So, my intro to this site came through the OldPreMeds Podcast. It seemed pretty apropos of my situation, so I ended up subscribing to The Premed Years and The MCAT Podcast (this one was especially helpful–got me to try NextStep, which I think really helped me get the score I got). This post is really just to provide some encouragement because I heard so much encouragement from Dr. Gray, that I want to give some to the community too. I wanted to share my story briefly, because I really believe if I can get accepted to medical school, anyone can. This is going to be a bit of a longer post, but I’ll try to just summarize.
Anyway, tl;dr: I have had a pretty circuitous path, and despite a very poor academic history and a lot of twists and turns, I just got accepted to my top choice medical school and start in July.
I went to art school right out of high school back in 2002, then dropped out after only a semester. I started off my academic career poorly, getting a smattering of As, Cs, and an F. Not great. After a full year of working dead-end jobs waiting for something great to fall into my lap, my sister recommended I go to a vocational school to become an OR tech since I “liked science and wanted to help people” (sound familiar?). That’s where I discovered how awesome medicine is, but this isn’t a personal statement, so I’m not going to get all deep and go into how transformative it was. I’ll just say that it showed me how fulfilling it is being intimately involved in another person’s life when they are going through scary times.
Well, you’d think that I’d have gone back to school, focused on my grades, did well, and then got accepted. Nope. I was unfocused and immature. Instead, I thought I was the bee’s knees and would easily get accepted into med school no matter how I did, so I just took courses I thought would be interesting–and if they weren’t, I’d just drop them even if it was past the drop/add period.
I started out fine, getting a 4.0 my freshman year, but it quickly declined as I transferred to school after school, and I ended up dropping out of college again–this time with a 3.085, 3 Fs, and 26 Ws. That’s not a typo. I had over 2 dozen withdraws.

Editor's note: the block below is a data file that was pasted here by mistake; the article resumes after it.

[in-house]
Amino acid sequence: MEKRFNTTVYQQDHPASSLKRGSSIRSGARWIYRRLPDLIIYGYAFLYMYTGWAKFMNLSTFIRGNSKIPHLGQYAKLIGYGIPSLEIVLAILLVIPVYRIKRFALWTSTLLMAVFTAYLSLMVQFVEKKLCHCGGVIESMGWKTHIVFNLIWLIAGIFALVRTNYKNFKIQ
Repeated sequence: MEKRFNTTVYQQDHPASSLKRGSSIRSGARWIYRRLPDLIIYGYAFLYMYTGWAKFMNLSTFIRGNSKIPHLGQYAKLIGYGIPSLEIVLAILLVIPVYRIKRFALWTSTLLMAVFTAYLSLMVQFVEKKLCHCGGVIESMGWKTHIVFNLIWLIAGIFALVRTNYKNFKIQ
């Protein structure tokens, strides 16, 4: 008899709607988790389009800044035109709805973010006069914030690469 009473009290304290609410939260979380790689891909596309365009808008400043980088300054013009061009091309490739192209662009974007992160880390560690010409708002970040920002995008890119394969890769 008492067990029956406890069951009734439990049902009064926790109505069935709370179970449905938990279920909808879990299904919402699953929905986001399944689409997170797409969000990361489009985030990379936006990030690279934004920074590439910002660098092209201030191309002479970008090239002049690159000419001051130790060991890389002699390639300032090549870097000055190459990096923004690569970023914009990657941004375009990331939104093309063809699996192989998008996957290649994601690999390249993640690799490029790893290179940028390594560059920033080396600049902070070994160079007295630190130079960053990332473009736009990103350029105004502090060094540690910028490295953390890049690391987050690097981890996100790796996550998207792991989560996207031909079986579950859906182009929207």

At that point, I decided to take some time off, so I became a professional musician and writer and made a living that way for two years. It was interesting, but not fulfilling. It did, however, show me that I really needed to get my rear in gear, as I was 27 and had no degree, no real job, and no future.
So I joined the Navy. The military was exactly the kick in the ass I needed to get my rear in gear. I joined as an E-3 because of my college, and I totally drank the Kool-aid and let it make me into a more focused, mature person. I hit my first command running, got completely qualified in less than a year, and then started taking courses to finish my degree. I started completely over with a new major, only transferring in gen ed courses, and finished with my BA in mathematics in 2016.
I also got married and had two kids during that process, plus a deployment and a whole bunch of underways. It was waaaaay more difficult than when I went to school the first time, but I was way more mature. I graduated with a 3.6 (stupid advanced stats!) and applied for an active duty postbacc program called the Enlisted to Medical Degree Preparatory Program, which takes 5 active duty Sailors and sends them to school to take all the prereqs and the MCAT so they can apply to medical school.
That program is where I started listening to Dr. Gray’s podcasts. They gave me plenty of encouragement and motivation to keep going, and the MCAT Podcast convinced me to try out NextStep, which I found to be a great resource. I finished the postbacc with a 3.93 and got a 519 on the MCAT.
Despite that performance though, my past still haunted me. My AMCAS GPA was only a 3.43, and I still had those 26 Ws and 4 Fs. Not great. But I had faith that God put me in that program for a reason, and I applied. I got waitlisted at the first two schools I interviewed at.
But in the middle of December, I found out I was accepted to my top choice school. I’m going to be starting med school in six months, and I cannot wait.
There are so many non-trads out there who are applying who think schools will shun them because of their different paths, but if you show them you can handle the academics, they will love your non-traditional story. At all three of my interviews, all they wanted to hear about were the crazy things I’ve done over the last 16 years since I graduated high school. Embrace your non-traditional status! We make the class more interesting and have a lot to offer a medical school class!
Anyway, that’s it. Sorry it was so long, but I just wanted to let y’all know that even an art school dropout with 11 transcripts, 26 Ws, and 4 Fs can make it to med school, so you can too!